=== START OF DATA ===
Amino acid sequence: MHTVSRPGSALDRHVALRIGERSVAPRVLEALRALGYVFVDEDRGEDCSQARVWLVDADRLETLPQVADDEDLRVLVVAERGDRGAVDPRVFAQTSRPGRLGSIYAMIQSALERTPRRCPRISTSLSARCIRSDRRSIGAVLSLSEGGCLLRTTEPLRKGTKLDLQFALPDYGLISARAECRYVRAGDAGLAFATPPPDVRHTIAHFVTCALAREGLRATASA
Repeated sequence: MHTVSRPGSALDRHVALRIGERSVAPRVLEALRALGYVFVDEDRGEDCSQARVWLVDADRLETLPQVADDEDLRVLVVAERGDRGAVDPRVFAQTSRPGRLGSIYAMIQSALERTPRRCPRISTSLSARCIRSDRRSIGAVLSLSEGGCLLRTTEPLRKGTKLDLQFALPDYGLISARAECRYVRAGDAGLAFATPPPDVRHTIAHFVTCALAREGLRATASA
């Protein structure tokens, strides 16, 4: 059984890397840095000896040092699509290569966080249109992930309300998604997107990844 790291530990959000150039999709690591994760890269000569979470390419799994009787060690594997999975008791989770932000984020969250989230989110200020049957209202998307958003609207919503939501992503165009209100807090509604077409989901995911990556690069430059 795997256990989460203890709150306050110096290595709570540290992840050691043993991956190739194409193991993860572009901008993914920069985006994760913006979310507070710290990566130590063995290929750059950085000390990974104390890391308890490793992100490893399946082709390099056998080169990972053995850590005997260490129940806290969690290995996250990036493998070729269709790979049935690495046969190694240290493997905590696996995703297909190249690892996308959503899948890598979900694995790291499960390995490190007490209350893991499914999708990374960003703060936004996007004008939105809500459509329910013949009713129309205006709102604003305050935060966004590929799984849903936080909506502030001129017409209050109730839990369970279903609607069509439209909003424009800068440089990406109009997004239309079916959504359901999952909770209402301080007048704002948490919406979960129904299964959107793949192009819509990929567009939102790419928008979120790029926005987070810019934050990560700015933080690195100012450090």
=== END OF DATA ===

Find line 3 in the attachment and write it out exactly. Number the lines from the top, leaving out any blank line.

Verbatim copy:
């Protein structure tokens, strides 16, 4: 059984890397840095000896040092699509290569966080249109992930309300998604997107990844 790291530990959000150039999709690591994760890269000569979470390419799994009787060690594997999975008791989770932000984020969250989230989110200020049957209202998307958003609207919503939501992503165009209100807090509604077409989901995911990556690069430059 795997256990989460203890709150306050110096290595709570540290992840050691043993991956190739194409193991993860572009901008993914920069985006994760913006979310507070710290990566130590063995290929750059950085000390990974104390890391308890490793992100490893399946082709390099056998080169990972053995850590005997260490129940806290969690290995996250990036493998070729269709790979049935690495046969190694240290493997905590696996995703297909190249690892996308959503899948890598979900694995790291499960390995490190007490209350893991499914999708990374960003703060936004996007004008939105809500459509329910013949009713129309205006709102604003305050935060966004590929799984849903936080909506502030001129017409209050109730839990369970279903609607069509439209909003424009800068440089990406109009997004239309079916959504359901999952909770209402301080007048704002948490919406979960129904299964959107793949192009819509990929567009939102790419928008979120790029926005987070810019934050990560700015933080690195100012450090």